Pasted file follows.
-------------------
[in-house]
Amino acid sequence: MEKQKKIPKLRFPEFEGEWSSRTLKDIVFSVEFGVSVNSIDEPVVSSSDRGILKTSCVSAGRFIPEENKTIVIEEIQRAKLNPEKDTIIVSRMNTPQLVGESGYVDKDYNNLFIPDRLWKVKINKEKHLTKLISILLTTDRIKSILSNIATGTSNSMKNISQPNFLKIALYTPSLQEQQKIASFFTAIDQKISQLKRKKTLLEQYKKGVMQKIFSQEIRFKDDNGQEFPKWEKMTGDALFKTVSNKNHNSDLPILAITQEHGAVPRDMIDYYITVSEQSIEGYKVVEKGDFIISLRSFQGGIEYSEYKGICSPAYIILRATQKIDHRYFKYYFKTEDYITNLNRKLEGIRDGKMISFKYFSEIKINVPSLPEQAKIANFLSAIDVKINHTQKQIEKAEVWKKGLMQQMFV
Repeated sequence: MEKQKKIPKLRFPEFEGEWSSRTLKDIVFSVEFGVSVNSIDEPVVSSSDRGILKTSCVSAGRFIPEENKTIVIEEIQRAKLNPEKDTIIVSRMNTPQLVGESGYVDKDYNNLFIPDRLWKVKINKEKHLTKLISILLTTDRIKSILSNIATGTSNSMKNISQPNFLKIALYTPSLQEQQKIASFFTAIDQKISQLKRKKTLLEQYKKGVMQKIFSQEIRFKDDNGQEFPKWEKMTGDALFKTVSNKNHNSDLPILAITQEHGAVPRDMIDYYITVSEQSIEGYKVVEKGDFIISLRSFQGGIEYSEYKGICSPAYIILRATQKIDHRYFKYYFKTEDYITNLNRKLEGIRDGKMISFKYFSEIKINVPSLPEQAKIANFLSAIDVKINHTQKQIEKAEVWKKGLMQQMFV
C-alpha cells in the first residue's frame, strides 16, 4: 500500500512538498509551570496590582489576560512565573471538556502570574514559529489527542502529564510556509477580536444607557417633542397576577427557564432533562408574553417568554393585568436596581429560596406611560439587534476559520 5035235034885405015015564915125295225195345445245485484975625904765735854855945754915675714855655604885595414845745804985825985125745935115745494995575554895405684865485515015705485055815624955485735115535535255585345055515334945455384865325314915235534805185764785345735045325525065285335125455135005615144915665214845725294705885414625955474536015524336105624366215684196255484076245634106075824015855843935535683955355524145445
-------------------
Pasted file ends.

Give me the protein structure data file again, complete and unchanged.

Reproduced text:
[in-house]
Amino acid sequence: MEKQKKIPKLRFPEFEGEWSSRTLKDIVFSVEFGVSVNSIDEPVVSSSDRGILKTSCVSAGRFIPEENKTIVIEEIQRAKLNPEKDTIIVSRMNTPQLVGESGYVDKDYNNLFIPDRLWKVKINKEKHLTKLISILLTTDRIKSILSNIATGTSNSMKNISQPNFLKIALYTPSLQEQQKIASFFTAIDQKISQLKRKKTLLEQYKKGVMQKIFSQEIRFKDDNGQEFPKWEKMTGDALFKTVSNKNHNSDLPILAITQEHGAVPRDMIDYYITVSEQSIEGYKVVEKGDFIISLRSFQGGIEYSEYKGICSPAYIILRATQKIDHRYFKYYFKTEDYITNLNRKLEGIRDGKMISFKYFSEIKINVPSLPEQAKIANFLSAIDVKINHTQKQIEKAEVWKKGLMQQMFV
Repeated sequence: MEKQKKIPKLRFPEFEGEWSSRTLKDIVFSVEFGVSVNSIDEPVVSSSDRGILKTSCVSAGRFIPEENKTIVIEEIQRAKLNPEKDTIIVSRMNTPQLVGESGYVDKDYNNLFIPDRLWKVKINKEKHLTKLISILLTTDRIKSILSNIATGTSNSMKNISQPNFLKIALYTPSLQEQQKIASFFTAIDQKISQLKRKKTLLEQYKKGVMQKIFSQEIRFKDDNGQEFPKWEKMTGDALFKTVSNKNHNSDLPILAITQEHGAVPRDMIDYYITVSEQSIEGYKVVEKGDFIISLRSFQGGIEYSEYKGICSPAYIILRATQKIDHRYFKYYFKTEDYITNLNRKLEGIRDGKMISFKYFSEIKINVPSLPEQAKIANFLSAIDVKINHTQKQIEKAEVWKKGLMQQMFV
C-alpha cells in the first residue's frame, strides 16, 4: 500500500512538498509551570496590582489576560512565573471538556502570574514559529489527542502529564510556509477580536444607557417633542397576577427557564432533562408574553417568554393585568436596581429560596406611560439587534476559520 5035235034885405015015564915125295225195345445245485484975625904765735854855945754915675714855655604885595414845745804985825985125745935115745494995575554895405684865485515015705485055815624955485735115535535255585345055515334945455384865325314915235534805185764785345735045325525065285335125455135005615144915665214845725294705885414625955474536015524336105624366215684196255484076245634106075824015855843935535683955355524145445